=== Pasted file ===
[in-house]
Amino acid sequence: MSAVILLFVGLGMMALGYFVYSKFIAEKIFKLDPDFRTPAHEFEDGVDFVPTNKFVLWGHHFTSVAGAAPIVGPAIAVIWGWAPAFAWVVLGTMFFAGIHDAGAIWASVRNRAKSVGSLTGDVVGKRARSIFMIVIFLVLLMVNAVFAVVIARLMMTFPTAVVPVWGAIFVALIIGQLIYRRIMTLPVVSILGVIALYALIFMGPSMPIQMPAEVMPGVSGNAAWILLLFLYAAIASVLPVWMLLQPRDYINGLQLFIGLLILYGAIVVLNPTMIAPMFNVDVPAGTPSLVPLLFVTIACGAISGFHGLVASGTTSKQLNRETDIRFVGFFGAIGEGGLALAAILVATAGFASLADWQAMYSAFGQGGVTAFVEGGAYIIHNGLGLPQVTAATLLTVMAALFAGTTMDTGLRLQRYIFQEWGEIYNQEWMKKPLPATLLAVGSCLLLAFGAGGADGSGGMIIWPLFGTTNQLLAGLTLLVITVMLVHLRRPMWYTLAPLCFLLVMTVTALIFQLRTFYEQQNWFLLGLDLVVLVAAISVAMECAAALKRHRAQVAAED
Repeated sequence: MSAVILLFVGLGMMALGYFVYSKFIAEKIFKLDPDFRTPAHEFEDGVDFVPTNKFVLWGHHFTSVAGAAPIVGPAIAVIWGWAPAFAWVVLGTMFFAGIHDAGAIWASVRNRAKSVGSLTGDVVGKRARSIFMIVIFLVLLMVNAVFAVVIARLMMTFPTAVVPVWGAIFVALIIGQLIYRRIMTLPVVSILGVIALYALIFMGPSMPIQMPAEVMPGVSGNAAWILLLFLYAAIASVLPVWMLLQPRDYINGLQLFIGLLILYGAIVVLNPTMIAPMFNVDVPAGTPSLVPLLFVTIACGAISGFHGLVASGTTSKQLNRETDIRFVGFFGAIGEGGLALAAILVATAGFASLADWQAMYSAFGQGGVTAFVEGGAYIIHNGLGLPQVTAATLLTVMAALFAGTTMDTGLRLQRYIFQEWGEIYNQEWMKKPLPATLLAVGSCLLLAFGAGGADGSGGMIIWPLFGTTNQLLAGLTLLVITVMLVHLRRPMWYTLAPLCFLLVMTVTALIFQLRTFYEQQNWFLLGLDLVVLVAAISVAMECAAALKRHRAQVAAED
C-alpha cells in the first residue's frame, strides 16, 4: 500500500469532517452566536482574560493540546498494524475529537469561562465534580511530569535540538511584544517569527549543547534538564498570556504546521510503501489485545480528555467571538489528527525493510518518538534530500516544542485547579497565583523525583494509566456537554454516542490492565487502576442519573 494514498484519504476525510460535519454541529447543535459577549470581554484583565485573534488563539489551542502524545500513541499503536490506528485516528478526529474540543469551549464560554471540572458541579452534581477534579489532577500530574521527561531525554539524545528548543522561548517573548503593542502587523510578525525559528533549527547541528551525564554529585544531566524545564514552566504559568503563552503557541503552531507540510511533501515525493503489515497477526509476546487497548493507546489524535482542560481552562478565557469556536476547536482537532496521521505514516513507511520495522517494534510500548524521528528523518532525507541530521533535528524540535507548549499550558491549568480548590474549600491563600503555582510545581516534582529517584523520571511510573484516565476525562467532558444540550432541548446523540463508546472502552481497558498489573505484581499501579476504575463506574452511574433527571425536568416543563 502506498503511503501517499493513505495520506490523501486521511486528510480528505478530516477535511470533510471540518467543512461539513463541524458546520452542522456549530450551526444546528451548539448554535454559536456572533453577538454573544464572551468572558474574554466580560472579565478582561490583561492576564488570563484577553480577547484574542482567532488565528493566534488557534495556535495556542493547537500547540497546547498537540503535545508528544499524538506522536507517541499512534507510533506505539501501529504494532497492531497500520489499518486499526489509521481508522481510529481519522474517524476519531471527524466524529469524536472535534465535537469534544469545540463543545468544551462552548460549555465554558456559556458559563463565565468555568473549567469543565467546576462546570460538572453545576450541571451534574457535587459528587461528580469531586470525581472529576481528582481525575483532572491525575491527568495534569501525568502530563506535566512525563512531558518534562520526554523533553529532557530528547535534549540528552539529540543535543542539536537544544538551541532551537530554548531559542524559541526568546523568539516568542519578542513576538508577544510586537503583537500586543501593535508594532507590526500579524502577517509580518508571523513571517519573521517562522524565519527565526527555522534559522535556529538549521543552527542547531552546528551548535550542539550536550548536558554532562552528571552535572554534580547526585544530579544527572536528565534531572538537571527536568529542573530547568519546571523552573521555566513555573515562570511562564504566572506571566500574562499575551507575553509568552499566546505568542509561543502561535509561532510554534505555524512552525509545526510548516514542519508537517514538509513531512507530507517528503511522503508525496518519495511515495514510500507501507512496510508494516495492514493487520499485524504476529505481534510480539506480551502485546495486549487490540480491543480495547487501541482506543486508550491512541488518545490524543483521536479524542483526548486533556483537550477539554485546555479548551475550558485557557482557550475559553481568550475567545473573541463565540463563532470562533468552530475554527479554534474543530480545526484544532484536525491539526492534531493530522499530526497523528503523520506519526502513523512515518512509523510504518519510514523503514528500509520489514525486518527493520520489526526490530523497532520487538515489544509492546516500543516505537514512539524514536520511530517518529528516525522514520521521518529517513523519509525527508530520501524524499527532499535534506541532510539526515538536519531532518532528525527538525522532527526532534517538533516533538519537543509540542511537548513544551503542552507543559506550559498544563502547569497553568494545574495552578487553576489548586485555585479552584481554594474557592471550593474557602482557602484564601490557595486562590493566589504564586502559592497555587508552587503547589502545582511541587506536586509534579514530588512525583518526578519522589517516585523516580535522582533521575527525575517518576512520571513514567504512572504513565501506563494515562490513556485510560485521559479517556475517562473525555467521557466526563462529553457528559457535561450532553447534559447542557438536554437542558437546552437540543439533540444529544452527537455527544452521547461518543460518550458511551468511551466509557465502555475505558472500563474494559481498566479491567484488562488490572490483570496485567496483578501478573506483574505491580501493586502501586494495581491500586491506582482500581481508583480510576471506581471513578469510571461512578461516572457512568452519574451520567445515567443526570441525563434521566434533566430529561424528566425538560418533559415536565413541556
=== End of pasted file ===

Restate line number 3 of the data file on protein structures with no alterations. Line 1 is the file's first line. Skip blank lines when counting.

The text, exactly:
Repeated sequence: MSAVILLFVGLGMMALGYFVYSKFIAEKIFKLDPDFRTPAHEFEDGVDFVPTNKFVLWGHHFTSVAGAAPIVGPAIAVIWGWAPAFAWVVLGTMFFAGIHDAGAIWASVRNRAKSVGSLTGDVVGKRARSIFMIVIFLVLLMVNAVFAVVIARLMMTFPTAVVPVWGAIFVALIIGQLIYRRIMTLPVVSILGVIALYALIFMGPSMPIQMPAEVMPGVSGNAAWILLLFLYAAIASVLPVWMLLQPRDYINGLQLFIGLLILYGAIVVLNPTMIAPMFNVDVPAGTPSLVPLLFVTIACGAISGFHGLVASGTTSKQLNRETDIRFVGFFGAIGEGGLALAAILVATAGFASLADWQAMYSAFGQGGVTAFVEGGAYIIHNGLGLPQVTAATLLTVMAALFAGTTMDTGLRLQRYIFQEWGEIYNQEWMKKPLPATLLAVGSCLLLAFGAGGADGSGGMIIWPLFGTTNQLLAGLTLLVITVMLVHLRRPMWYTLAPLCFLLVMTVTALIFQLRTFYEQQNWFLLGLDLVVLVAAISVAMECAAALKRHRAQVAAED